Their names roll off the tongue with a patriotic cadence: Freedom's Watch, Democracy Alliance, Citizens United, Progress for America, Foundation for a Secure and Prosperous America. They're the new giants of American politics, and in one way or another, operating largely in the untested margins of federal election law, they aim to influence the outcome of the 2008 presidential election.
As Section 527 groups and other independent organizations spend millions of dollars on advertisements and other election activity, the Center for Public Integrity examines where they came from and why they're becoming an increasingly popular tool for political operatives.
In this second installment of the Center for Public Integrity's report on campaign spending, Sara Fritz, a veteran journalist who helped pioneer the campaign finance beat, discusses these groups for the Center's Buying of the President 2008 project.
Sara Fritz is a freelance writer and former political journalist in Washington, D.C. During her long journalism career, she worked as an investigative reporter for The Los Angeles Times, White House correspondent for U.S. News & World Report, managing editor for Congressional Quarterly and Washington bureau chief for The St. Petersburg Times. She retired from full-time journalism in 2004.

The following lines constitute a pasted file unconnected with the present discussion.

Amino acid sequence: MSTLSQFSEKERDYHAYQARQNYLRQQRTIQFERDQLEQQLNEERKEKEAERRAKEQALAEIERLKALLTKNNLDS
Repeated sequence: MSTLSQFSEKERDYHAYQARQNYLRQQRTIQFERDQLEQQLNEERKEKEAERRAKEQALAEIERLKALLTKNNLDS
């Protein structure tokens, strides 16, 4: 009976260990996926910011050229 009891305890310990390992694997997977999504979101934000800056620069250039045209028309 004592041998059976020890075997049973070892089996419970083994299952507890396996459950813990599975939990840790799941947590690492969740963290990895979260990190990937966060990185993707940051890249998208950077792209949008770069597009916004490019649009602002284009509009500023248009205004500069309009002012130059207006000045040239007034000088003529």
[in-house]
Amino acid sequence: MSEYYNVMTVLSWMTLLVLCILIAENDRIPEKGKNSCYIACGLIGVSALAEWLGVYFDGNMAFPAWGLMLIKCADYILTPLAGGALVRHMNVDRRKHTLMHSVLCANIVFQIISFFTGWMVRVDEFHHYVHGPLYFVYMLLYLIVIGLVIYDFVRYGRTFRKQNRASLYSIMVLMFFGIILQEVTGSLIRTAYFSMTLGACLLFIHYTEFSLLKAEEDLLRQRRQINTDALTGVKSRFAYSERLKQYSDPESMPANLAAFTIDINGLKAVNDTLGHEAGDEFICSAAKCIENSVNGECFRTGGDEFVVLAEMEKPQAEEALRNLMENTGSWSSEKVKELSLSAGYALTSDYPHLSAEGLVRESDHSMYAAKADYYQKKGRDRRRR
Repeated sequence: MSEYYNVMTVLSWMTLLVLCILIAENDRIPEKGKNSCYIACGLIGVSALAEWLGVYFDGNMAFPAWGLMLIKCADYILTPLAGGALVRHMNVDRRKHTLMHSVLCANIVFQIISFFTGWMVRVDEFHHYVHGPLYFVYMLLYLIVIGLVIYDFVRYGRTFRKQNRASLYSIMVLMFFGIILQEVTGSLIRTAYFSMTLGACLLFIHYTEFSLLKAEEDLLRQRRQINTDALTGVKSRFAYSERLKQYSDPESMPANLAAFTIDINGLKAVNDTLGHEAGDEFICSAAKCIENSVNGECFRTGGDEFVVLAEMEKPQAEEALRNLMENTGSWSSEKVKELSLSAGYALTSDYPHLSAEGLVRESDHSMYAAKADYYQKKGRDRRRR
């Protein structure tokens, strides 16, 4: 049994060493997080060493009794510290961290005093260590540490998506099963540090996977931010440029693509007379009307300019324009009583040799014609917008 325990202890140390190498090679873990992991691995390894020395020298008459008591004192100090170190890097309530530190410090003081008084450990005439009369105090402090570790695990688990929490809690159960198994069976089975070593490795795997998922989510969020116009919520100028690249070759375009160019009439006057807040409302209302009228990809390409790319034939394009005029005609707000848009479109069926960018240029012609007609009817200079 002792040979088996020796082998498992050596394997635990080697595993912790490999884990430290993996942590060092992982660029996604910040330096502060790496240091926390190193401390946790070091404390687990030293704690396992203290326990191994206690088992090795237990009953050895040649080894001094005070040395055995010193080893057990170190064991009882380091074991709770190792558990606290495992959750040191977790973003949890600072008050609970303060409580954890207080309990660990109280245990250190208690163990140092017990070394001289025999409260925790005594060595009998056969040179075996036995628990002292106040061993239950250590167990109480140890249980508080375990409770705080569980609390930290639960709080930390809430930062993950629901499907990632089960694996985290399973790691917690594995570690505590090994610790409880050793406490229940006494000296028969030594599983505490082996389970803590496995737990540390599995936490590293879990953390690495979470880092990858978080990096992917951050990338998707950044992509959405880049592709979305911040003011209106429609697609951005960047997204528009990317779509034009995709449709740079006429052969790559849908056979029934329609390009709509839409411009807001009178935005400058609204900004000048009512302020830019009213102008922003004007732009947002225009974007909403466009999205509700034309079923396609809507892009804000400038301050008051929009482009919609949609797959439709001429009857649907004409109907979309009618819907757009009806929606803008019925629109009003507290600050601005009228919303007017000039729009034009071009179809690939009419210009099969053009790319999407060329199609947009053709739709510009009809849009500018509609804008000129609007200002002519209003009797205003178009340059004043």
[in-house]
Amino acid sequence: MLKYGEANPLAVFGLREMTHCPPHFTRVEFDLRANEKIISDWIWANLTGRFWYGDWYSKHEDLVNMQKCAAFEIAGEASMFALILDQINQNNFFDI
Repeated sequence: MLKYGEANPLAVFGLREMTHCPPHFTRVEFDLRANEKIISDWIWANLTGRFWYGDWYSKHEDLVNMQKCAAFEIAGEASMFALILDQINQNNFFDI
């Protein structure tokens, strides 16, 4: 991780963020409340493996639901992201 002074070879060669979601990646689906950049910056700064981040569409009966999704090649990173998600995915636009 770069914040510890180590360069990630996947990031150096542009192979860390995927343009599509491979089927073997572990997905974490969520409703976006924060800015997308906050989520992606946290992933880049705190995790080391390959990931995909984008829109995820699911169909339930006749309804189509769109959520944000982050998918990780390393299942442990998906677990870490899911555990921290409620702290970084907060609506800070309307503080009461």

Ms. Fritz has won a number of prestigious awards, including the Everett Dirksen Award for Distinguished Reporting on Congress and Harvard’s Goldsmith Prize for Investigative Reporting. She is a three-time Pulitzer Prize nominee, a former president of the White House Correspondents Association and a member of the Gridiron Club.
This free podcast is from our '08 Conversations series.